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First, let’s hit condensing. In a refrigeration machine, the condenser, has three jobs, de-super-heating the hot gas from the compressor, condensing the refrigerant back into a liquid, and sub-cooling the refrigerant to maintain a solid flow of liquid for the metering device (expansion device, TXV, capillary tube, EXV, etc.)
De-super-heating: The gas leaves the compressor at the highest temperature in the system. The excess heat from friction and compression must be removed to approach the saturated (condensing) temperature. This is usually done in the first section of the condenser. In the illustration below, from point 2 to point 3, the fan, forcing air across the condenser, lowers the refrigerant temperature to 100 Fahrenheit from a discharge temperature of 160 Fahrenheit.
The lowering of the temperature by removing the heat from the refrigerant is a ‘sensible’ cooling process where no change in state of the refrigerant occurs (it’s still 100% vapor).
Condensing: Once the refrigerant reaches its saturation temperature, the refrigerant condenses, during which, the energy being removed from the refrigerant is spent turning the refrigerant into liquid, the temperature and pressure do not change during the condensation phase. The condensation phase is a latent cooling process. The refrigerant exists in the condenser in varying states of liquid and vapor until only liquid remains.
The resulting condenser pressure is the saturation pressure and dictates the pressure of the ‘high side’ of the system.
Sub-Cooling: When only liquid remains, another sensible process can begin, it is called sub-cooling. Sub-cooling is further lowering the temperature of the liquid refrigerant below its saturation temperature, the pressure, does not change.
The TP table, temperature pressure table available free from most any refrigerant manufacturer website, is a list of the saturation pressures and temperatures for individual refrigerants. (There are also apps for that!).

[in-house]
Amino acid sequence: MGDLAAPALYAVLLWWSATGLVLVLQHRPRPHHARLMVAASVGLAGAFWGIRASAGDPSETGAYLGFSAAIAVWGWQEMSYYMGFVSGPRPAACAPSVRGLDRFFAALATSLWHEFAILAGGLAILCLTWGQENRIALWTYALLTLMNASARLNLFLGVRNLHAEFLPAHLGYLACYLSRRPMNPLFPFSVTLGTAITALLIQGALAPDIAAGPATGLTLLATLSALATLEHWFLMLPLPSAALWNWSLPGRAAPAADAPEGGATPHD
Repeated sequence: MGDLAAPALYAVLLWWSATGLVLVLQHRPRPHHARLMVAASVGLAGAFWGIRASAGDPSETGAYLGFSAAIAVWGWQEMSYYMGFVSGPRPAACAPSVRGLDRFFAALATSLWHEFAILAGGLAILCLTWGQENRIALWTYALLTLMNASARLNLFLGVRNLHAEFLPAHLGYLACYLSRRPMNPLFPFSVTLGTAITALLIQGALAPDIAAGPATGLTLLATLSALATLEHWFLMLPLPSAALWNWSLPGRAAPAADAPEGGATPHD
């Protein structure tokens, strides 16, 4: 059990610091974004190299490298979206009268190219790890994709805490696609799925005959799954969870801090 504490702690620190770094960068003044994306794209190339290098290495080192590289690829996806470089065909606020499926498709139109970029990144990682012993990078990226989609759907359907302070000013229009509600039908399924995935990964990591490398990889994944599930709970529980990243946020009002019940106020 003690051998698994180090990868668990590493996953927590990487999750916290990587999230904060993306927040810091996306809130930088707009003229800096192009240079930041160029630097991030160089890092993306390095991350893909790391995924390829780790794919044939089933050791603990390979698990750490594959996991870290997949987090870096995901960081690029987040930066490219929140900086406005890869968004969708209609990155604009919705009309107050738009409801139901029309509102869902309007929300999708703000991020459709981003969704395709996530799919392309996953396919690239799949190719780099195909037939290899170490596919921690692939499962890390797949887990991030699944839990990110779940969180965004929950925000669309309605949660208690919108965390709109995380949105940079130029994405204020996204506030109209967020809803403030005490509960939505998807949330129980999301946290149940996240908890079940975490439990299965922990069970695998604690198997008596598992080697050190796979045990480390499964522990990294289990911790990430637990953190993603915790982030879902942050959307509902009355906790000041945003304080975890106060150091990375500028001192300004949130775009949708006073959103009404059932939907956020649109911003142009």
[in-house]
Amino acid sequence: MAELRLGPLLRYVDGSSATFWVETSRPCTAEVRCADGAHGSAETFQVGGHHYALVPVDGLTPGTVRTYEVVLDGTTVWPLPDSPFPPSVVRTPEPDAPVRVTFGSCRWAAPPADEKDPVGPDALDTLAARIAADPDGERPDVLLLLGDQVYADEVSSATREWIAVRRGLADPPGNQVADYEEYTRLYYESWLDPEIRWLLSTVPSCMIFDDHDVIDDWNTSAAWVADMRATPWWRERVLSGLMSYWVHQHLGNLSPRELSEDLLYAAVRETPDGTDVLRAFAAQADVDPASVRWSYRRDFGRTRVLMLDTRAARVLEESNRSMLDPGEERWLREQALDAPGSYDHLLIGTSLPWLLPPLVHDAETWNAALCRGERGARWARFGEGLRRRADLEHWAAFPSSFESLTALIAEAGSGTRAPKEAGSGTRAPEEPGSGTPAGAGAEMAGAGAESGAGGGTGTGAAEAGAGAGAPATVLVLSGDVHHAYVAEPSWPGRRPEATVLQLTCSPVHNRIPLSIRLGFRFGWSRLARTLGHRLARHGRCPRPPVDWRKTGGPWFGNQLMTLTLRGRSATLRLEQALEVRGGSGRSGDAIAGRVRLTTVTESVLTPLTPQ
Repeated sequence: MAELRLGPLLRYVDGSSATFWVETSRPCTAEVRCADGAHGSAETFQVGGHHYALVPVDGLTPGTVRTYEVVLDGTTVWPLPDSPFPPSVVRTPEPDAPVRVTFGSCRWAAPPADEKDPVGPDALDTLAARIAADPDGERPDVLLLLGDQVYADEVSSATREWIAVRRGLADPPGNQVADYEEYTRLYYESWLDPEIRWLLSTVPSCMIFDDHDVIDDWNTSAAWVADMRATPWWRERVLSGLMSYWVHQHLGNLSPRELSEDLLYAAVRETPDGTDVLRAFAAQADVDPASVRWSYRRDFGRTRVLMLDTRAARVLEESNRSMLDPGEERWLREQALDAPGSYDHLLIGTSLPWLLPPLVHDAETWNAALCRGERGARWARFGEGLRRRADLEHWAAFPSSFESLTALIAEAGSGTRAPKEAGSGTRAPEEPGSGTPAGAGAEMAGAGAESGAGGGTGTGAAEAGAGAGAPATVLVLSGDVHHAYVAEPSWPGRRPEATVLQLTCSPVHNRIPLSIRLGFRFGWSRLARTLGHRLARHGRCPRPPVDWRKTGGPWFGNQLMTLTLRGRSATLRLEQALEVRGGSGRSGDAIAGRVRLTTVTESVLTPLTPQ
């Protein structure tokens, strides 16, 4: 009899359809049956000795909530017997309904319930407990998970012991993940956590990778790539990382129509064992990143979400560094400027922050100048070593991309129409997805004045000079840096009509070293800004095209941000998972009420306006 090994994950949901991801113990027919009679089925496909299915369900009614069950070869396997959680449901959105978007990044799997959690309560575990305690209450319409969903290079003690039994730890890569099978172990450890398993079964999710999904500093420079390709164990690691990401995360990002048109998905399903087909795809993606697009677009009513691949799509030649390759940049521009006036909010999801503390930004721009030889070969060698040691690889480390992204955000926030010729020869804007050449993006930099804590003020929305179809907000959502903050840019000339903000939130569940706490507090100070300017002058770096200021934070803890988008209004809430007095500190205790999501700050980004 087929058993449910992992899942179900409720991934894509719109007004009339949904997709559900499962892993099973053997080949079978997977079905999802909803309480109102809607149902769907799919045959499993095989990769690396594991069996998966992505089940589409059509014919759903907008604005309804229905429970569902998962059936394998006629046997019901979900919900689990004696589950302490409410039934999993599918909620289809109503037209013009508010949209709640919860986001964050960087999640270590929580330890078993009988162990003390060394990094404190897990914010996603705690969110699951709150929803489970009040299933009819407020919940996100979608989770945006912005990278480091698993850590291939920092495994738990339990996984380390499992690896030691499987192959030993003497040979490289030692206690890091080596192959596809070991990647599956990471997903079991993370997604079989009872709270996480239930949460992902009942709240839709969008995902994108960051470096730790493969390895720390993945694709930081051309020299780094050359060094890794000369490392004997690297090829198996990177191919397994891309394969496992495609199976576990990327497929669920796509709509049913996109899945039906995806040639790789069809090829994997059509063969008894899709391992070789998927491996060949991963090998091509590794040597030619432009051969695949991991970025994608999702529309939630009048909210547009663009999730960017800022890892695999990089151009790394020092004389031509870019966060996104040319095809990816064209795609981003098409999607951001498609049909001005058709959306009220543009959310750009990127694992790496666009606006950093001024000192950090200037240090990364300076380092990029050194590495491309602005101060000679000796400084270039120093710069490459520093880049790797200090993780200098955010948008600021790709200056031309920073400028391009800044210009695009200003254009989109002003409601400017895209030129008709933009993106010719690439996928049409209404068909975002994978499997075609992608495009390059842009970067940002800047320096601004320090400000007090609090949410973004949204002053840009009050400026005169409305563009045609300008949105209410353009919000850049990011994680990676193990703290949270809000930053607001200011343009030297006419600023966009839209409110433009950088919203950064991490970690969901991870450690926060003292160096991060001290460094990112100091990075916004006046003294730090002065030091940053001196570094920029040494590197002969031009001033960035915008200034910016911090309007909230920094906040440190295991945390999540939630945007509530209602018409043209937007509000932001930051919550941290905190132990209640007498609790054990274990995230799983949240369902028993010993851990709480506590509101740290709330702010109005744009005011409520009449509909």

In the above example, the refrigerant is 404a, and the condensing temperature was 100 F, the pressure would be 235 psig (pounds per square inch gauge or what your manifold would read). See below:
However, if the gauge was reading, 218 psig, then out condensing temperature would be 95 F.
Say the pressure is 218 psig, and you read the line temperature leaving the condenser and it is 100 F?
The higher than saturation temperature at the liquid line leaving the compressor indicates a problem, could be under-charge, air in the system, or some reason the unit isn’t condensing the refrigerant (double check your temperature reading device against boiling water to make sure it reads correctly should read 212 F in the water).
So, now what if the temperature is reading below 95 when the pressure is 218 psig? That would mean there is sub-cooling occurring, when the liquid is being cooled below its saturation temperature.
If we see about 90 F on the liquid line, the condenser is probably doing its job, marginally anyhow.
Condenser sub-cooling range varies based on design but it is required to have enough sub-cooling to maintain a liquid full liquid line regardless of the pressure drop between the condenser and metering device (expansion valve).
The typical range will be from 5 to 15 degrees depending on the type of metering device, with 9-12 being common for TXV and EXV systems (always check with manufacturer data) and higher for capillary tube systems (which vary with load considerably)
Low sub-cooling ranges are usually reserved for close couple units where there is no appreciable pressure drop.
The sub-cooling is always taken just after the condenser, if there is a receiver or suction heat exchanger the temperature after those devices indicates how they are working not the condenser.
I worked for over thirty years in the HVACR industry. I have designed, installed, serviced, and trouble shot units of various types throughout the years. The posts here are information based on that experience, I hope you find them useful. If you have a different experience, please comment.